The Cleveland Museum of Art is presenting two exhibits to highlight the impact of human behavior on the environment in commemoration of the 50th anniversary of the last Cuyahoga River fire.

“Water: Edward Burtynsky” is a photography exhibit that features 13 large-scale color photographs that highlight water and its usage from different locations around the world. “Cai Guo-Qiang: Cuyahoga River Lightning” features three monumental pieces made with gunpowder by this famous Chinese artist.

“Water: Edward Burtynsky” takes a little time to orient yourself to when you first walk into the gallery. The pieces are all large scale and remarkably detailed. They are full of colors and layers and, at first glance, you might not be sure if you are looking at a painting, collage or photograph.

The artist spent five years exploring the ways in which we redirect and control water. To capture the enormous scale of these systems, Burtynsky flew in different types of aircraft and shot pictures from construction lifts. He also used drones equipped with specially designed equipment that he was able to operate remotely.

The pieces highlight the impressive impact and abilities of humanity to change the way water moves and flows on the planet. The scale and the way in which the places and scenes are captured render the locations as something akin to abstract artwork or as perhaps the documentation of giant earthen art projects.

“Pivot Irrigation/Suburb, South of Yuma, Arizona, USA” is a 2011 photo of an industrial-scale agricultural farm using pivot irrigation. This type of irrigation uses an extended arm that that rotates around a central point creating a circular plot that can be as large as a mile in diameter.

This image features homes laid outside a square land area with the irrigation plots nearby. The resulting image of squares and circles could also be a painter's study in shape and color as they shift from desert brown to a lush deep green.

“Cai Guo-Qiang: Cuyahoga River Lightning” features three large-scale drawings that are made using a mixture of sulfur, charcoal and saltpeter — otherwise known as gunpowder. The exhibit examines humanity's relationship with nature and the diminishing resources of water.

An accompanying video is also on display, highlighting the process and creation of “Cuyahoga River Lightning: Drawing for the Cleveland Museum of Art,” which is also the largest work on display in the show and is where the exhibit's name is derived.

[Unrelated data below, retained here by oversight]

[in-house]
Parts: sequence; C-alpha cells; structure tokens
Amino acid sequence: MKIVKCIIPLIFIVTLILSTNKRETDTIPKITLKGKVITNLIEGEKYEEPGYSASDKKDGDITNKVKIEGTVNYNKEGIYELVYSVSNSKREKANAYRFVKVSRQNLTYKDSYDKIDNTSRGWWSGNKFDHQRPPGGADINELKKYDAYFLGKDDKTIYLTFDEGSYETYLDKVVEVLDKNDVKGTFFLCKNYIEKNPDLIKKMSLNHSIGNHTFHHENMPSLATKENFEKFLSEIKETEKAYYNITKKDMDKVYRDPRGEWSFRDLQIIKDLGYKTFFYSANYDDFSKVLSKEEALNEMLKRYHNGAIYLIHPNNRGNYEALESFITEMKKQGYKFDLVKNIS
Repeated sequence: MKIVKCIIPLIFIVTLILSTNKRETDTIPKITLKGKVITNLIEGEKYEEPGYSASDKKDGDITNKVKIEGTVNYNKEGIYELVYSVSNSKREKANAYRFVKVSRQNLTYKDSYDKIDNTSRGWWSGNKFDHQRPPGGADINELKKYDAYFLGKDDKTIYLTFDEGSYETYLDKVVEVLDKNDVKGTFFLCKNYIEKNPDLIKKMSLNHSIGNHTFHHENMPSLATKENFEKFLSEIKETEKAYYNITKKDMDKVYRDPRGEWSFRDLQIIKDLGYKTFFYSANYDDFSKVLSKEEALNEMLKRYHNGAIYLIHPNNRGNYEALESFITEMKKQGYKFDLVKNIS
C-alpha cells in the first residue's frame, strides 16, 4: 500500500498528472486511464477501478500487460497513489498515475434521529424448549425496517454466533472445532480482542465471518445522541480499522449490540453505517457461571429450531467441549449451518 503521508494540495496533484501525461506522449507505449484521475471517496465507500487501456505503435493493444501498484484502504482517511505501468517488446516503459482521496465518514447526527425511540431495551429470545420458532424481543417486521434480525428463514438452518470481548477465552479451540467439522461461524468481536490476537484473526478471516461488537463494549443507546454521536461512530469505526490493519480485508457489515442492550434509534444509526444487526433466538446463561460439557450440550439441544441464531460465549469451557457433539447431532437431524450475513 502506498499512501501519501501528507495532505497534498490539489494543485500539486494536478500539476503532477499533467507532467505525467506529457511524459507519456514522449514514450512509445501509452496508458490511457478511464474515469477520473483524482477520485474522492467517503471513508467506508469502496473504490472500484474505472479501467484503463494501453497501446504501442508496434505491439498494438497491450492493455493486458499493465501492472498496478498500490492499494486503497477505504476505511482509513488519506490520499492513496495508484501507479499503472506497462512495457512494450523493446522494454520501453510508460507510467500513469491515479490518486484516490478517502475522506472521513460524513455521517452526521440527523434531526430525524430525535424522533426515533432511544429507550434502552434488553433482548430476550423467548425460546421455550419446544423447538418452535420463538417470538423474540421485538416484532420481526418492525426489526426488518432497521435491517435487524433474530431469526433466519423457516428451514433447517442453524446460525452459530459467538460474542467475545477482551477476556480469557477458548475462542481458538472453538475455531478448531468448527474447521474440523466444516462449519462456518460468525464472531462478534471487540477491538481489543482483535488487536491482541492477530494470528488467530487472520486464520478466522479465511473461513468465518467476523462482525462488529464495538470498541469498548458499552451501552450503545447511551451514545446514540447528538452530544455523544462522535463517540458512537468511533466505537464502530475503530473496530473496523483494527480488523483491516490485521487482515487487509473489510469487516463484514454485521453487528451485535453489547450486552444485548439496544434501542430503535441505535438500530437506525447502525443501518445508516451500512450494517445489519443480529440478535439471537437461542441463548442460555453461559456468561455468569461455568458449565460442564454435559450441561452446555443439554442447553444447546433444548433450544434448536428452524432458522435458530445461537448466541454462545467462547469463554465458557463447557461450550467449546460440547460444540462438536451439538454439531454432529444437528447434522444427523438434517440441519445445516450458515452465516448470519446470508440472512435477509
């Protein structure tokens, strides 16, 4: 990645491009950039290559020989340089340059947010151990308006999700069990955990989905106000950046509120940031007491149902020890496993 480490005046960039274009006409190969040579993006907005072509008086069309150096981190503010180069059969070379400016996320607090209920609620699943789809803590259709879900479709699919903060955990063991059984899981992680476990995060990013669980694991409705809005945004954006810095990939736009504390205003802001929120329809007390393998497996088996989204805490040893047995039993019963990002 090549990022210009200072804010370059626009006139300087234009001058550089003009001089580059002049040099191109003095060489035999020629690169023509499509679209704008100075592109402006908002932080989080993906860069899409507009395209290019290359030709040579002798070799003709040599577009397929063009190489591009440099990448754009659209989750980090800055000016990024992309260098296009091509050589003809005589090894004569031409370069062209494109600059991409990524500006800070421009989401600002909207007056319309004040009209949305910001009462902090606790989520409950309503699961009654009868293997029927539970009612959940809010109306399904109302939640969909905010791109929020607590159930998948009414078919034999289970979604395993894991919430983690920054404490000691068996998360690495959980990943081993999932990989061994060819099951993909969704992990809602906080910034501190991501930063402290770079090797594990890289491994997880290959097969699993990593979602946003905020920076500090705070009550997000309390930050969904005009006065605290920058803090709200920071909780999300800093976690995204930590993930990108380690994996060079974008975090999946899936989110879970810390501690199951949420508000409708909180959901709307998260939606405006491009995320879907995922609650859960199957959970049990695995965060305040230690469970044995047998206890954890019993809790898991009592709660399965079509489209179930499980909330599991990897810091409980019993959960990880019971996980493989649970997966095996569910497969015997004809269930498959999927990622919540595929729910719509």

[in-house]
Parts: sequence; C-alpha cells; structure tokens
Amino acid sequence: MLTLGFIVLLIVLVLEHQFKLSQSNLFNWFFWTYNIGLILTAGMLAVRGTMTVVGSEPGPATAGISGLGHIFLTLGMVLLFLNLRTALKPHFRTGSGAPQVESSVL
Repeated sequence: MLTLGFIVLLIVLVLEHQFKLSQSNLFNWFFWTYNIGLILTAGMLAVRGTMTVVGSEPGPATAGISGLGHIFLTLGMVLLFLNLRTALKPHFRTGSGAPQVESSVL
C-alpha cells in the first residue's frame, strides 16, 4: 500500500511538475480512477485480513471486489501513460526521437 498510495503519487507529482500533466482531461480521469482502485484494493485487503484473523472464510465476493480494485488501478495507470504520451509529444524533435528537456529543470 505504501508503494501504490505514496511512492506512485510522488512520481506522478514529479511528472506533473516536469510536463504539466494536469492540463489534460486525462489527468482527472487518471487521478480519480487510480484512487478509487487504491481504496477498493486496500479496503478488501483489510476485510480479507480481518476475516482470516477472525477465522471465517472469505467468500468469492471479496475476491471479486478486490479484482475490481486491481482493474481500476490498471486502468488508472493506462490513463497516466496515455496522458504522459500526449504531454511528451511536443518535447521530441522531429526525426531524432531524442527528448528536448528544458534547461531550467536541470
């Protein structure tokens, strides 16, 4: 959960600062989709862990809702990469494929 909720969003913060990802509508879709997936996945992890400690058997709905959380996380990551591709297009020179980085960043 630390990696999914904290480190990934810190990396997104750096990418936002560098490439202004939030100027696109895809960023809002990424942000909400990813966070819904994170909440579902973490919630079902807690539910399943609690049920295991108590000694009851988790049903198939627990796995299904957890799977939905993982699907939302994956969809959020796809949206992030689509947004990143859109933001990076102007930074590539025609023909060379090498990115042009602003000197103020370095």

For this work, Cai used an aerial photo of the river from the bend of where it burned in 1969 to where it feeds into Lake Erie as the focal point of the drawing. Cai compares the flow and health of the river to the life energy needed for Cleveland to prosper and thrive.

This is an expressive work, not only in how it was created but in how the artist has directed the gunpowder across the canvas. The image is blurry and ghostlike and has the feel of a memory or map of a historic battle with a rudimentary type of photography.

“Last Carnival” is a 2017 gunpowder on canvas that highlights the artist's use of colored gunpowder in his work.

The imagery in the drawing was inspired by paintings Cai studied at the Prado in Madrid. In this drawing, cherubs fly above a small blue lake that is surround by wild animals. The lake is much too small to sustain all the animals that surround it.

“The animals and cherubs, representative of human society, continue to mate, play and party while the planet disintegrates and the water supply decreases,” states the didactic information that accompanies this piece.

Like all of the drawings included here, this work has a sense of outward movement that is clearly a condition of how the pieces were made. It is important to note, though, that the artist is using years of learned skill to create these canvases, which are permanent records of detailed and planned ideas and actions that are transformed in a two-dimensional plane through using gunpowder as a medium.

Both exhibits use scale and color to grab your attention and pull your eyes around the included compositions. They also relate important thoughts and ideas about the state of our planet and its water supply and do so in a meaningful and ultimately interesting and relatable ways.

They are well worth a drive to Cleveland for an opportunity to ponder and study their meaning and impact.

 

Contact Anderson Turner at haturner3@gmail.com.